Skip to main content

Taming the snack that bites back: Bake tangy crisps from foraged, wild stinging nettles

“Why would you want to eat a nettle?” asked a doubtful coworker when I mentioned my plans to collect some after work.

The skepticism is well-earned. Anyone who’s spent time outdoors knows to give stinging nettles a wide berth in the garden or forest to avoid receiving their namesake sting.

But if you know the secret to get past the sting (it’s heat!), a nettle patch yields a savory green similar to spinach, historically eaten around the world. In addition to their appealing taste, they’re recognized for a host of nutritional benefits. The U.S. Department of Agriculture reports that nettles are a good source of fiber, magnesium, iron, vitamin B6 and calcium, with a surprising amount of protein for a leafy vegetable.

But if you’re not really excited by greens – how about chips?

A pile of seasoned nettle chips sit in a white bowl on an outdoor table.

Baking seasoned nettles in the oven will turn stinging leaves into a delicate, crispy snack reminiscent of kale chips. Think of this recipe as a blueprint for your creativity – feel free to add in other herbs, swap the cider vinegar for red wine vinegar (or leave it out entirely) or add some red pepper flakes for a spicier kick.

Crispy baked nettle chips

Vegan; yields approximately 1.5 cups chips

A tray of assembled materials, including various bottles and bowls, sits on an outdoor table.


  • Young nettle leaves
  • Olive oil
  • Salt and pepper to taste
  • Garlic powder
  • Apple cider vinegar (optional)
  • Nutritional yeast (optional)


Heat oven to 300 degrees Fahrenheit and line a baking sheet with a silicone liner or foil to prevent sticking.

Drizzle 2-3 cups nettle leaves with a few tablespoons of olive oil and a few teaspoons of vinegar; stir with a long-handled spoon until well-coated, but not soggy.

Sprinkle leaves with a teaspoon each of salt and garlic powder and add fresh ground pepper to taste. Add a few tablespoons of nutritional yeast, if using. Stir again to incorporate.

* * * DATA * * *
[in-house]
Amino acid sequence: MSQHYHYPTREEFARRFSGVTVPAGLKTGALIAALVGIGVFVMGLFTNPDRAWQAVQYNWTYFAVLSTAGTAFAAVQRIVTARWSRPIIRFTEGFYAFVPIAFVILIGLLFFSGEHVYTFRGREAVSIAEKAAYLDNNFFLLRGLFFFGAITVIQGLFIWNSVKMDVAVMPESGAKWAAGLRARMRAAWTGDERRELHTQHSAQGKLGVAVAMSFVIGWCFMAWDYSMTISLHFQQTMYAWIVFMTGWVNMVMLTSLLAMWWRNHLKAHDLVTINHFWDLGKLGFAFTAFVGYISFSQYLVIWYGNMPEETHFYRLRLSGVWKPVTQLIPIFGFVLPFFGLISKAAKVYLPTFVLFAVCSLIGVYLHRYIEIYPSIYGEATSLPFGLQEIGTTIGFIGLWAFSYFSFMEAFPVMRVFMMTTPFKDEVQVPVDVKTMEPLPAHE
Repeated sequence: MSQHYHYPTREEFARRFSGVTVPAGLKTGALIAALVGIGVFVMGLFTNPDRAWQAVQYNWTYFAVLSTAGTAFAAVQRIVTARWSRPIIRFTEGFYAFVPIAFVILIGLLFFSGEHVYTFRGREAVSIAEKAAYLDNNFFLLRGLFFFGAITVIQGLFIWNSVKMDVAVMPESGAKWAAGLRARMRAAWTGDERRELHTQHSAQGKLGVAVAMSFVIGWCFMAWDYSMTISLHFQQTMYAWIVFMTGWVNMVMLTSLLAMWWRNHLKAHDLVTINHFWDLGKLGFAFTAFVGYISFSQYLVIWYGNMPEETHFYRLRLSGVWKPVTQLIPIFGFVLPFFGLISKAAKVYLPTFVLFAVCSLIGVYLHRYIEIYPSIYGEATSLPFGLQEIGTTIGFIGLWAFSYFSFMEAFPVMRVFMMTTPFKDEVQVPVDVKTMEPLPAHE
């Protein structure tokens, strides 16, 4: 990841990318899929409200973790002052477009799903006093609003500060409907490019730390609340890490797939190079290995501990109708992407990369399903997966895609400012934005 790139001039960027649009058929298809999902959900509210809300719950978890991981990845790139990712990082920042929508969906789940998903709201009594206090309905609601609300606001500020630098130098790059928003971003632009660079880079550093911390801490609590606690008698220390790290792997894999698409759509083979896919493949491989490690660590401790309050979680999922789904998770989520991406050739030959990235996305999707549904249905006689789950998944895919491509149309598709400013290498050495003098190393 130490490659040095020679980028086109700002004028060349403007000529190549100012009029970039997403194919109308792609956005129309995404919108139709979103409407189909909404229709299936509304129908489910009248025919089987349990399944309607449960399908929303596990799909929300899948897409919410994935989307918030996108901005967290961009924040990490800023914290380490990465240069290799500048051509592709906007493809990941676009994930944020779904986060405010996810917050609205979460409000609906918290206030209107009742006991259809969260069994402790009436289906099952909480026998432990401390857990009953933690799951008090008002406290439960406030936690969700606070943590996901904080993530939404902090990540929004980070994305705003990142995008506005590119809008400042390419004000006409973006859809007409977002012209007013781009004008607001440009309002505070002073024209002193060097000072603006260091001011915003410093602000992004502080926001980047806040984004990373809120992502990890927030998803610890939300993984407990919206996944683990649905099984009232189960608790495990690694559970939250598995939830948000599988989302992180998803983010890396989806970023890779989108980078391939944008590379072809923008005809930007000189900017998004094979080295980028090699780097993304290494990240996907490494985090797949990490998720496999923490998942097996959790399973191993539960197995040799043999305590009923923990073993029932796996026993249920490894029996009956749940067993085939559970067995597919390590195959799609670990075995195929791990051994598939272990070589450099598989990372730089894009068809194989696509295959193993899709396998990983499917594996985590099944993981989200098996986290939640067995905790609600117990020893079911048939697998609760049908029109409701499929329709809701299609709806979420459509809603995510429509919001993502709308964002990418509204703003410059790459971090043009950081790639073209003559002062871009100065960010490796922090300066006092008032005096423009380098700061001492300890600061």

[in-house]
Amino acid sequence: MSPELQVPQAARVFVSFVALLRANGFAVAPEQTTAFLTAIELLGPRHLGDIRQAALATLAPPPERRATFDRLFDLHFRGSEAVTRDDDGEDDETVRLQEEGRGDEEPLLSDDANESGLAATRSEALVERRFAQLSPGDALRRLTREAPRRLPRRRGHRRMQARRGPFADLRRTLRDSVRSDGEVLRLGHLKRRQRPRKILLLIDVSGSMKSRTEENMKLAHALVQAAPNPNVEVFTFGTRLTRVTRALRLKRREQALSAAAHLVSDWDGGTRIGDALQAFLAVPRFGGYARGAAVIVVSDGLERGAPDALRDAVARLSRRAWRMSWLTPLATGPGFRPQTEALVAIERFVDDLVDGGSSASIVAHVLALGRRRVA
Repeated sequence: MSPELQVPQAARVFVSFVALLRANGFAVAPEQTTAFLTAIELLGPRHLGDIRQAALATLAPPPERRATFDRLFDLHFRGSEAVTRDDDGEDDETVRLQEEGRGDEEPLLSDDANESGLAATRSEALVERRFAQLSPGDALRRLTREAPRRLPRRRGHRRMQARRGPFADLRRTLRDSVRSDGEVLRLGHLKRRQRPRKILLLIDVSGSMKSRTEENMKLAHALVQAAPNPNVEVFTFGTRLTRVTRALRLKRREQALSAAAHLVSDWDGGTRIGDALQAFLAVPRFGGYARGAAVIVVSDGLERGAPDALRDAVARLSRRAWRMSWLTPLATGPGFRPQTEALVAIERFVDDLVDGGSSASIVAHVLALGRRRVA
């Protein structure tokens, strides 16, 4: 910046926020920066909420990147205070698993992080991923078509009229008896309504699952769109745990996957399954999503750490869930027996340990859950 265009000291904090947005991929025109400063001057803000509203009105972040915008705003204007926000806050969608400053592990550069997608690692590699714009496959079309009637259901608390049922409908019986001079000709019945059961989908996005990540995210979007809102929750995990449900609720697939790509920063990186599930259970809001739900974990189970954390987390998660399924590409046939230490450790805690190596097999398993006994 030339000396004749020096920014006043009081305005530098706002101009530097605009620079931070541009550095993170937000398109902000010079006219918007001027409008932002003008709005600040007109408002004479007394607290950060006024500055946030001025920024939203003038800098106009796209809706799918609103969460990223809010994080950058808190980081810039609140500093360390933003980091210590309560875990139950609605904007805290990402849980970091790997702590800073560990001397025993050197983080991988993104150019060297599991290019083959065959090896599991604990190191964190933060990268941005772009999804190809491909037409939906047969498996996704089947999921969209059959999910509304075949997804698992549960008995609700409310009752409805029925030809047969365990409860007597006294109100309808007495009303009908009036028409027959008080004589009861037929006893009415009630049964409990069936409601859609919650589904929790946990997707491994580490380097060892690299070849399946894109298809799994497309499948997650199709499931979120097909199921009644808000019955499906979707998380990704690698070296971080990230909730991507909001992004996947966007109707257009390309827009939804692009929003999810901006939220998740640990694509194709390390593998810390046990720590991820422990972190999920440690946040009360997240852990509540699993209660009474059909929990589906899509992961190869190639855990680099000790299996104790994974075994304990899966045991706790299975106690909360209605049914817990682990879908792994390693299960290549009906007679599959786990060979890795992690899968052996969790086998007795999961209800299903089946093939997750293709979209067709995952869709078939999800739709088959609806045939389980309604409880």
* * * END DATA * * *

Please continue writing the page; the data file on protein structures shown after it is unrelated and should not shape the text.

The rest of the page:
Spread the leaves onto the baking sheet and separate them so they do not overlap much (stuck-together leaves will not crisp as well and can be soggy.) Chopsticks are a good tool to use, if needed, to separate the leaves since they will still sting at this stage.

Bake in the oven for about 25 minutes, checking frequently near the end of cooking time. Gently turn once with a spatula during baking.

The heat of the oven will crisp and shrink the nettles as water evaporates, turning them into a tangy, tasty chips.


  • Cook thoroughly to eliminate the nettle’s sting, which is neutralized by heat.
  • Crisps are best eaten the same day, but you can store them for a few days in a sealed container lined with paper towel or a flour sack cloth. Crisps will soften a bit in storage.

ID and gathering

Stinging nettle ID - Urtica dioica.

Nettles can be identified by their deep green, heart-to-oval shaped toothed leaves that come to points. Both the leaves and stems are covered in fine, stinging hairs. Nettles are perennial, easily growing to three feet tall. Younger plants have tender leaves and with less stinging power than older plants.


A gloved hand holds a snipped nettle above a white bowl in the grass.

To gather nettles, wear long gloves and use scissors or garden shears to snip leaves into a bowl. We recommend wearing long pants and shoes to avoid kneeling or stepping into a patch.

Collect younger, heart-shaped leaves; longer, older leaves are more fibrous and can be stringy.

Rinse and dry sandy leaves in cold water with a salad spinner, if necessary.

Nettles can be added to soups, stir-fries or baked. They should not be eaten raw.

Get stung? Don’t panic

A nettle’s sting is a two-part affair. The fine hairs on the plant will poke, and deliver an irritating dose of formic acid, the same chemical in ant saliva that causes a sting when they bite.

To treat a sting, first wash the affected area to remove the hairs and calm the reaction. Make a paste of baking soda and water, or try rubbing crushed jewelweed on the area, to help alleviate the sting.

If a rash persists for more than a day or two, see a physician.

A close-up of a young woman staring diretly into the camera. She has pale skin, glossy, dark brown hair, dark glasses, and is smiling.

Rachel Coale (she/her/hers) is a DNR communications representative who helps connect to people to nature through all things trees and forestry. She enjoys hiking, foraging and tending to a backyard garden.